September, 2006

  • The Old New Thing

    Things you already know: How do I wait until my dialog box is displayed before doing something?

    • 53 Comments

    One customer wanted to wait until the dialog box was displayed before displaying its own dialog box. (Personally, I think immediately displaying a doubly-nested dialog box counts as starting off on the wrong foot from a usability standpoint, but let's set that issue aside for now.) The customer discovered that displaying the nested dialog box in response to the WM_INITDIALOG message was premature, because as we all know, the WM_INITDIALOG is sent before the dialog box is displayed. The question therefore is, "How do I want until my dialog box is displayed before doing something?"

    One proposed solution was the following code fragment:

    case WM_INITDIALOG:
        PostMessage(hDlg, WM_APP, 0, 0);
        return TRUE;
    
    case WM_APP:
        ... display the second dialog ...
        break;
    

    1. Why is this wrong? Hint: You definitely know the answer to this already.
    2. What is the correct solution? You probably know this already.
  • The Old New Thing

    It's that season again: The Microsoft Company Meeting

    • 16 Comments

    Today is the 2006 Microsoft Company Meeting, and with it the continuation of what I consider to be one of the most annoying Company Meeting traditions: The group that cheers wildly any time their project name is mentioned.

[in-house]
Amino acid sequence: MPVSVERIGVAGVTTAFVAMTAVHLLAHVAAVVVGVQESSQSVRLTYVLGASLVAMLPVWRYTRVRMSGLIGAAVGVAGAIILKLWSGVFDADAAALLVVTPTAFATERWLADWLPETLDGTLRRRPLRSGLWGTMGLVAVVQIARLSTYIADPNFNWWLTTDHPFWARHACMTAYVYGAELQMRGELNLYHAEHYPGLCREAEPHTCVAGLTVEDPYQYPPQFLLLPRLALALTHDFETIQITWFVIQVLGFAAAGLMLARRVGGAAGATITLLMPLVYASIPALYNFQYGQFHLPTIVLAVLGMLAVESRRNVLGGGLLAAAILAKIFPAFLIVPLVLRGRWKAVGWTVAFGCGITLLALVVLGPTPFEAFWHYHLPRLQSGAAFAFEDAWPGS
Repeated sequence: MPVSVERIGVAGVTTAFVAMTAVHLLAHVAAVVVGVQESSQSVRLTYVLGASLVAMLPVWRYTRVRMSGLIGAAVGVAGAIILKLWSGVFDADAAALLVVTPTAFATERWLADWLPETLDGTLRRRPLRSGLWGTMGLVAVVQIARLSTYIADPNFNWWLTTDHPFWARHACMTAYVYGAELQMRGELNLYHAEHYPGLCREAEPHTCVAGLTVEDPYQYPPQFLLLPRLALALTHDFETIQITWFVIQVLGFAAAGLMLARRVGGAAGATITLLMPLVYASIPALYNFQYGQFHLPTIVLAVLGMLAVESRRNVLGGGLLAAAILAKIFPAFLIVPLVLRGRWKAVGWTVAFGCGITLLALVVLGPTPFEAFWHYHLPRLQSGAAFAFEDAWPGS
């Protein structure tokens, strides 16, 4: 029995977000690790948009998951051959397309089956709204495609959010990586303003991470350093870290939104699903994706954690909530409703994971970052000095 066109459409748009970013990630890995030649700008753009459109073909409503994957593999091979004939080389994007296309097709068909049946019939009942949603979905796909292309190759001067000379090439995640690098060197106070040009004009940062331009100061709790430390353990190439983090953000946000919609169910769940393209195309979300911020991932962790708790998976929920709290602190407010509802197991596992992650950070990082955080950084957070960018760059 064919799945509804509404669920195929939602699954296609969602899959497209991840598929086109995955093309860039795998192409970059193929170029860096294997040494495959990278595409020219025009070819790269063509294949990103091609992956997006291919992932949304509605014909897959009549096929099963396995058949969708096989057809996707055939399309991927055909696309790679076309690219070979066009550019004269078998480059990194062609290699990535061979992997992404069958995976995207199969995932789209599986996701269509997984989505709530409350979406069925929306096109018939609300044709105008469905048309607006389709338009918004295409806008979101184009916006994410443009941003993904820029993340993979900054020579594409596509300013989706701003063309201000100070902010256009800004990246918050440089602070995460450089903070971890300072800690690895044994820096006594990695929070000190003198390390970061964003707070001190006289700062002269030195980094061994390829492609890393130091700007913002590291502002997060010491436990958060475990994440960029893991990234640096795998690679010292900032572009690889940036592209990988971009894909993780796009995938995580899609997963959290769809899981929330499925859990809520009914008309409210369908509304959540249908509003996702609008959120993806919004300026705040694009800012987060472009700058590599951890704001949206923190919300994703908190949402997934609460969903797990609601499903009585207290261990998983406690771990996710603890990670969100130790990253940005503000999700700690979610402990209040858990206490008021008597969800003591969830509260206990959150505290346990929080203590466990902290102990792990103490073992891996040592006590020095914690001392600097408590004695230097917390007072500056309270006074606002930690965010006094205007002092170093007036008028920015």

It's never the same group year to year. Instead, a different group (or groups) independent decides to be the annoying one for any particular meeting. For illustrative purposes, let's call the 2006 group "Project Nosebleed". (All project names in this entry are fictitious and are used solely for illustrative purposes. Any similarity to actual projects is purely coincidental. But I mean, really, you asked for it when you named your project after a medical ailment.) The Project Nosebleed folks decide to cheer wildly any time anybody says the word "Nosebleed" at the Company Meeting. Let's see what happens when one presenter mentions their project name:

    We have a lot of products that are poised to make a splash